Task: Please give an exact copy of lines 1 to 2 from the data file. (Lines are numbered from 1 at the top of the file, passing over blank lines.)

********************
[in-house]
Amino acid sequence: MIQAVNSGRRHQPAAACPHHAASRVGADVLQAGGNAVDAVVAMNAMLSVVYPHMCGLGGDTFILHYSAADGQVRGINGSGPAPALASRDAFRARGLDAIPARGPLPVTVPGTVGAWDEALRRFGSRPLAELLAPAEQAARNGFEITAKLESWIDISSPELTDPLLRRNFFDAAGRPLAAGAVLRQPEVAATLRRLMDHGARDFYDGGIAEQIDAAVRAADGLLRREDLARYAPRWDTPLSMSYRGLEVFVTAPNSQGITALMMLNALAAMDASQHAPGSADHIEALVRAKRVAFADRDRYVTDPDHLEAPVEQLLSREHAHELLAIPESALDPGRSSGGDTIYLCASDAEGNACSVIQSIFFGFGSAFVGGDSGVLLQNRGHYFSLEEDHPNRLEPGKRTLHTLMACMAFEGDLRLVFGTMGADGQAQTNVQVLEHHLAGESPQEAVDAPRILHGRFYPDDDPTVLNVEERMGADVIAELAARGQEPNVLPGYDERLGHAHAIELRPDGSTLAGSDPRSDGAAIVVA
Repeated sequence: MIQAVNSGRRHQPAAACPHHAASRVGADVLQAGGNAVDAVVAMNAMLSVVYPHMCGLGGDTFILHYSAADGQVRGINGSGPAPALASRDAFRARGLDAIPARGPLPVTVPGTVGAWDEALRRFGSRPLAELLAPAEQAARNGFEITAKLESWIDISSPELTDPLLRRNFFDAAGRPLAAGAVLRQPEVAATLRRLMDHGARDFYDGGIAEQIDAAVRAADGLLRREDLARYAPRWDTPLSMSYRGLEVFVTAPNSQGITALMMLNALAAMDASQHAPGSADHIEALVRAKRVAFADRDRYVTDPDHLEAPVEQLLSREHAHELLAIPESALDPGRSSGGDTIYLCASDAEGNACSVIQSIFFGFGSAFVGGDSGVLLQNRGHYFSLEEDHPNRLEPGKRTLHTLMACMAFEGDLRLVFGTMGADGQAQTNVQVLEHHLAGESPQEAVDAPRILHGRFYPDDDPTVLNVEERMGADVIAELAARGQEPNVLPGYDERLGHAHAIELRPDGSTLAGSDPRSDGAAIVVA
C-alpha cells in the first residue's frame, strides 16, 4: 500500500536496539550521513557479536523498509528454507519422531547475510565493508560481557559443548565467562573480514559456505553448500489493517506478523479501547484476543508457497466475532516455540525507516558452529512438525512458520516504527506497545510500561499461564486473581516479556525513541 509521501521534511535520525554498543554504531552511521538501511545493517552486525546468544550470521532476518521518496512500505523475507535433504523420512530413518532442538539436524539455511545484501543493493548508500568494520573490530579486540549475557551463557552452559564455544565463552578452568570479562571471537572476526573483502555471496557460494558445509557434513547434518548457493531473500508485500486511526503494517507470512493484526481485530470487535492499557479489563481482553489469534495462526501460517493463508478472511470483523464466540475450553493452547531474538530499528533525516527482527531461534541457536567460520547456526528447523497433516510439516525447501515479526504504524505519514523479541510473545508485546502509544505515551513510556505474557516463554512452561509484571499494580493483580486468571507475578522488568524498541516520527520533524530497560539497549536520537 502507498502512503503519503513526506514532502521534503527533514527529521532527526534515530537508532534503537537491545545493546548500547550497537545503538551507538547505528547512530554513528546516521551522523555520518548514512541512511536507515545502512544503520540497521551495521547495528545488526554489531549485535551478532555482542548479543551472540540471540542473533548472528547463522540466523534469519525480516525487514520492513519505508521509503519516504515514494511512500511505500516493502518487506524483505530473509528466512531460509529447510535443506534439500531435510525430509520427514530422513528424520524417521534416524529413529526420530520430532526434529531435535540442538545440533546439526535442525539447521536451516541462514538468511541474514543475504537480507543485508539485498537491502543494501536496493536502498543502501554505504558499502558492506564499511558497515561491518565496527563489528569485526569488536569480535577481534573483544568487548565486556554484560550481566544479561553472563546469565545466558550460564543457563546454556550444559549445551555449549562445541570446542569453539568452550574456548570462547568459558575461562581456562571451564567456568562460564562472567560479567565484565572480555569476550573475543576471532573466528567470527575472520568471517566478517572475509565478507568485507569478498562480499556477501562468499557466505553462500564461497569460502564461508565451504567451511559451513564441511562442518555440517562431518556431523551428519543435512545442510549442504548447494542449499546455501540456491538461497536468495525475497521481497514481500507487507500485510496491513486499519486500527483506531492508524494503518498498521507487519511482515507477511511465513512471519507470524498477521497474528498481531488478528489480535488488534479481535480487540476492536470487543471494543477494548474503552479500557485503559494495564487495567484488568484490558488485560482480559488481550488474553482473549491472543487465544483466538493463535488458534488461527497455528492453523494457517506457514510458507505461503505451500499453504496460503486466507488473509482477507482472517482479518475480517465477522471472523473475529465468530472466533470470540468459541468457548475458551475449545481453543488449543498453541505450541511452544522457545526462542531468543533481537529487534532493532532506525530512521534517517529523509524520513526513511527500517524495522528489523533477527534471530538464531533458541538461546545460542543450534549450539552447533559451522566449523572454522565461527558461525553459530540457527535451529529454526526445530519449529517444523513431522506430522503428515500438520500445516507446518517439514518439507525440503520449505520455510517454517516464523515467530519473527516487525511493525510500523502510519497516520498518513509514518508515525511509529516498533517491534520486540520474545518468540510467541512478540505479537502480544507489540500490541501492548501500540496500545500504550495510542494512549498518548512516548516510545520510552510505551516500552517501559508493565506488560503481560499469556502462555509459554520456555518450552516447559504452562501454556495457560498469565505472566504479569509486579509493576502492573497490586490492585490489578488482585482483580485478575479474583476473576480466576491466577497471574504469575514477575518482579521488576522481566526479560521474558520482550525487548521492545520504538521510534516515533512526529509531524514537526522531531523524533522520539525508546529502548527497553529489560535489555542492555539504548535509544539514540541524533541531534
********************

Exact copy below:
[in-house]
Amino acid sequence: MIQAVNSGRRHQPAAACPHHAASRVGADVLQAGGNAVDAVVAMNAMLSVVYPHMCGLGGDTFILHYSAADGQVRGINGSGPAPALASRDAFRARGLDAIPARGPLPVTVPGTVGAWDEALRRFGSRPLAELLAPAEQAARNGFEITAKLESWIDISSPELTDPLLRRNFFDAAGRPLAAGAVLRQPEVAATLRRLMDHGARDFYDGGIAEQIDAAVRAADGLLRREDLARYAPRWDTPLSMSYRGLEVFVTAPNSQGITALMMLNALAAMDASQHAPGSADHIEALVRAKRVAFADRDRYVTDPDHLEAPVEQLLSREHAHELLAIPESALDPGRSSGGDTIYLCASDAEGNACSVIQSIFFGFGSAFVGGDSGVLLQNRGHYFSLEEDHPNRLEPGKRTLHTLMACMAFEGDLRLVFGTMGADGQAQTNVQVLEHHLAGESPQEAVDAPRILHGRFYPDDDPTVLNVEERMGADVIAELAARGQEPNVLPGYDERLGHAHAIELRPDGSTLAGSDPRSDGAAIVVA